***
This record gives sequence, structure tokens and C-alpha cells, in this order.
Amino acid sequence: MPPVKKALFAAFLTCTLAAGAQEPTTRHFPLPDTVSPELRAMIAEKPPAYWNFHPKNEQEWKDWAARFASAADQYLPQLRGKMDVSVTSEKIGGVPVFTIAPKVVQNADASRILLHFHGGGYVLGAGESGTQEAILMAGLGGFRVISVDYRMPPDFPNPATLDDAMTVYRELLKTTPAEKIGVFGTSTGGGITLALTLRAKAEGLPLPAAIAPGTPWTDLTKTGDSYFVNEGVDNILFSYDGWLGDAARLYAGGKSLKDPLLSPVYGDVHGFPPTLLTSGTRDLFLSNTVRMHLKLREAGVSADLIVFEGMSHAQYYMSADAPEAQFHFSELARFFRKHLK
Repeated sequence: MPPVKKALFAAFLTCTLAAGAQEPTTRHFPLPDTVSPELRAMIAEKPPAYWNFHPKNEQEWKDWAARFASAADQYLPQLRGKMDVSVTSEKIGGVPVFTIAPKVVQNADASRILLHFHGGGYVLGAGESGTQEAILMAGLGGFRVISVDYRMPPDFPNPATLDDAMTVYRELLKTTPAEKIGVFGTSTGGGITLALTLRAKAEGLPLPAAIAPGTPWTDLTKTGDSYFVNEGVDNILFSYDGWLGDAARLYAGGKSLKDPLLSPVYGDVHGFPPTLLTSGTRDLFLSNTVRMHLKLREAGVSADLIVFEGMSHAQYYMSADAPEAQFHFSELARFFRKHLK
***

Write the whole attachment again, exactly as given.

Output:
This record gives sequence, structure tokens and C-alpha cells, in this order.
Amino acid sequence: MPPVKKALFAAFLTCTLAAGAQEPTTRHFPLPDTVSPELRAMIAEKPPAYWNFHPKNEQEWKDWAARFASAADQYLPQLRGKMDVSVTSEKIGGVPVFTIAPKVVQNADASRILLHFHGGGYVLGAGESGTQEAILMAGLGGFRVISVDYRMPPDFPNPATLDDAMTVYRELLKTTPAEKIGVFGTSTGGGITLALTLRAKAEGLPLPAAIAPGTPWTDLTKTGDSYFVNEGVDNILFSYDGWLGDAARLYAGGKSLKDPLLSPVYGDVHGFPPTLLTSGTRDLFLSNTVRMHLKLREAGVSADLIVFEGMSHAQYYMSADAPEAQFHFSELARFFRKHLK
Repeated sequence: MPPVKKALFAAFLTCTLAAGAQEPTTRHFPLPDTVSPELRAMIAEKPPAYWNFHPKNEQEWKDWAARFASAADQYLPQLRGKMDVSVTSEKIGGVPVFTIAPKVVQNADASRILLHFHGGGYVLGAGESGTQEAILMAGLGGFRVISVDYRMPPDFPNPATLDDAMTVYRELLKTTPAEKIGVFGTSTGGGITLALTLRAKAEGLPLPAAIAPGTPWTDLTKTGDSYFVNEGVDNILFSYDGWLGDAARLYAGGKSLKDPLLSPVYGDVHGFPPTLLTSGTRDLFLSNTVRMHLKLREAGVSADLIVFEGMSHAQYYMSADAPEAQFHFSELARFFRKHLK